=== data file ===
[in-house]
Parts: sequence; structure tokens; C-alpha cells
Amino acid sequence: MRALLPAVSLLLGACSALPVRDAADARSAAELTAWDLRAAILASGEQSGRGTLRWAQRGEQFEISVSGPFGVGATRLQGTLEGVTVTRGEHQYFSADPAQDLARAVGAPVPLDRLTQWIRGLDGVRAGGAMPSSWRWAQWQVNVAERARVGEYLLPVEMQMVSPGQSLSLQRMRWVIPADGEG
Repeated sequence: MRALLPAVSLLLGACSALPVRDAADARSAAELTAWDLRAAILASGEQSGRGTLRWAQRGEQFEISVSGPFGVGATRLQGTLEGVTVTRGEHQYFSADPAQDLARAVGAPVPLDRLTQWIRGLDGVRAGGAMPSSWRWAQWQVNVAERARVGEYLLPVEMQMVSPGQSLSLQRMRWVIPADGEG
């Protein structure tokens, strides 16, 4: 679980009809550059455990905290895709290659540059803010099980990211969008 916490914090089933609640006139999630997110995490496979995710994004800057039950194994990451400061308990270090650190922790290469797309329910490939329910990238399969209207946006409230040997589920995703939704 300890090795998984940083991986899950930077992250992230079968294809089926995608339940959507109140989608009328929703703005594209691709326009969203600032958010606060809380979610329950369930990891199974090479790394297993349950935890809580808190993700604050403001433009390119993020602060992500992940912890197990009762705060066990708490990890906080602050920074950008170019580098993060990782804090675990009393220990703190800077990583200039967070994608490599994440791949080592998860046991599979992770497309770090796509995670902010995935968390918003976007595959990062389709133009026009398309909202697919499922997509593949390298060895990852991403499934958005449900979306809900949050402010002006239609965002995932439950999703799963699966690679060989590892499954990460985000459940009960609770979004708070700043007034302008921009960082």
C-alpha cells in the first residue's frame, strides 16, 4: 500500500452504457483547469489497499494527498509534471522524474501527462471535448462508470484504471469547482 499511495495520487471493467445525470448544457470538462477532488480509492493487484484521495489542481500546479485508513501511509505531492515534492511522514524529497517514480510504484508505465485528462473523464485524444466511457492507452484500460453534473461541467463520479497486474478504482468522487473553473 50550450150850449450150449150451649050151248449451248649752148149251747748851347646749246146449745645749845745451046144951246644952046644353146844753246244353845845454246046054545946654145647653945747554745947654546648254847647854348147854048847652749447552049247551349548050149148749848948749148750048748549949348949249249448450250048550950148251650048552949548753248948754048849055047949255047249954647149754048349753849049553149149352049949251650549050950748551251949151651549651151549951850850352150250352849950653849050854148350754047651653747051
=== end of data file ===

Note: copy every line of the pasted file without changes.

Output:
[in-house]
Parts: sequence; structure tokens; C-alpha cells
Amino acid sequence: MRALLPAVSLLLGACSALPVRDAADARSAAELTAWDLRAAILASGEQSGRGTLRWAQRGEQFEISVSGPFGVGATRLQGTLEGVTVTRGEHQYFSADPAQDLARAVGAPVPLDRLTQWIRGLDGVRAGGAMPSSWRWAQWQVNVAERARVGEYLLPVEMQMVSPGQSLSLQRMRWVIPADGEG
Repeated sequence: MRALLPAVSLLLGACSALPVRDAADARSAAELTAWDLRAAILASGEQSGRGTLRWAQRGEQFEISVSGPFGVGATRLQGTLEGVTVTRGEHQYFSADPAQDLARAVGAPVPLDRLTQWIRGLDGVRAGGAMPSSWRWAQWQVNVAERARVGEYLLPVEMQMVSPGQSLSLQRMRWVIPADGEG
């Protein structure tokens, strides 16, 4: 679980009809550059455990905290895709290659540059803010099980990211969008 916490914090089933609640006139999630997110995490496979995710994004800057039950194994990451400061308990270090650190922790290469797309329910490939329910990238399969209207946006409230040997589920995703939704 300890090795998984940083991986899950930077992250992230079968294809089926995608339940959507109140989608009328929703703005594209691709326009969203600032958010606060809380979610329950369930990891199974090479790394297993349950935890809580808190993700604050403001433009390119993020602060992500992940912890197990009762705060066990708490990890906080602050920074950008170019580098993060990782804090675990009393220990703190800077990583200039967070994608490599994440791949080592998860046991599979992770497309770090796509995670902010995935968390918003976007595959990062389709133009026009398309909202697919499922997509593949390298060895990852991403499934958005449900979306809900949050402010002006239609965002995932439950999703799963699966690679060989590892499954990460985000459940009960609770979004708070700043007034302008921009960082």
C-alpha cells in the first residue's frame, strides 16, 4: 500500500452504457483547469489497499494527498509534471522524474501527462471535448462508470484504471469547482 499511495495520487471493467445525470448544457470538462477532488480509492493487484484521495489542481500546479485508513501511509505531492515534492511522514524529497517514480510504484508505465485528462473523464485524444466511457492507452484500460453534473461541467463520479497486474478504482468522487473553473 50550450150850449450150449150451649050151248449451248649752148149251747748851347646749246146449745645749845745451046144951246644952046644353146844753246244353845845454246046054545946654145647653945747554745947654546648254847647854348147854048847652749447552049247551349548050149148749848948749148750048748549949348949249249448450250048550950148251650048552949548753248948754048849055047949255047249954647149754048349753849049553149149352049949251650549050950748551251949151651549651151549951850850352150250352849950653849050854148350754047651653747051